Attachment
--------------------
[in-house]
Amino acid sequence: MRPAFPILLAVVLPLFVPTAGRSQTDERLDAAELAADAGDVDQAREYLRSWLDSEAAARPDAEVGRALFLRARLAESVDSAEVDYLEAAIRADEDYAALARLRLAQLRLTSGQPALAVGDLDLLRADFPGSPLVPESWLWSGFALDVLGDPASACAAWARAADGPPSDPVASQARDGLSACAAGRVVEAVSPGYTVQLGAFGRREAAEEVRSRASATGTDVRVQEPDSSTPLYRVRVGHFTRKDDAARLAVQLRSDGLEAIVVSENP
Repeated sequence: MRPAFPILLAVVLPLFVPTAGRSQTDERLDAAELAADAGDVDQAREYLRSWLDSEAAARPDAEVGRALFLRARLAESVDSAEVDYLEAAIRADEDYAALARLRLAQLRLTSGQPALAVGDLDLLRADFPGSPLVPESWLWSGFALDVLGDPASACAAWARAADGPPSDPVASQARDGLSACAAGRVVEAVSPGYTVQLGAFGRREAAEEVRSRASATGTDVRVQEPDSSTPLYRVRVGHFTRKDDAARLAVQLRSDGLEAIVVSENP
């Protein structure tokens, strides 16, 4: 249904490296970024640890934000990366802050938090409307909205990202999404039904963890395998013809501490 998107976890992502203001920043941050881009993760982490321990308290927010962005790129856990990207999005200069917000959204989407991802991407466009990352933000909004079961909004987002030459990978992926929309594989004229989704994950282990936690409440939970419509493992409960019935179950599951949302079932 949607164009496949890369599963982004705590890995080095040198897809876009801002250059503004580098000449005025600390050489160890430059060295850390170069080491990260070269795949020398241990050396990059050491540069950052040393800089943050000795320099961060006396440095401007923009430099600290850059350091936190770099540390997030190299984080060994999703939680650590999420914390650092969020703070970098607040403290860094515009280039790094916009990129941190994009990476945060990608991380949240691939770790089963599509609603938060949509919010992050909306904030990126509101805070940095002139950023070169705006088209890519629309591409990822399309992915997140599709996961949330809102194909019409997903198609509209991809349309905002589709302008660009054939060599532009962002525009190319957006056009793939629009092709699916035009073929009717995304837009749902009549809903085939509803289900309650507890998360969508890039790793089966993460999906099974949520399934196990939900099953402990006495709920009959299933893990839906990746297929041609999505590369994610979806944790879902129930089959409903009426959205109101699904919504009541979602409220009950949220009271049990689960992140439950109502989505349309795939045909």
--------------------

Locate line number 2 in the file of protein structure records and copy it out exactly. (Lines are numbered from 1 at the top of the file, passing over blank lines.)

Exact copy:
Amino acid sequence: MRPAFPILLAVVLPLFVPTAGRSQTDERLDAAELAADAGDVDQAREYLRSWLDSEAAARPDAEVGRALFLRARLAESVDSAEVDYLEAAIRADEDYAALARLRLAQLRLTSGQPALAVGDLDLLRADFPGSPLVPESWLWSGFALDVLGDPASACAAWARAADGPPSDPVASQARDGLSACAAGRVVEAVSPGYTVQLGAFGRREAAEEVRSRASATGTDVRVQEPDSSTPLYRVRVGHFTRKDDAARLAVQLRSDGLEAIVVSENP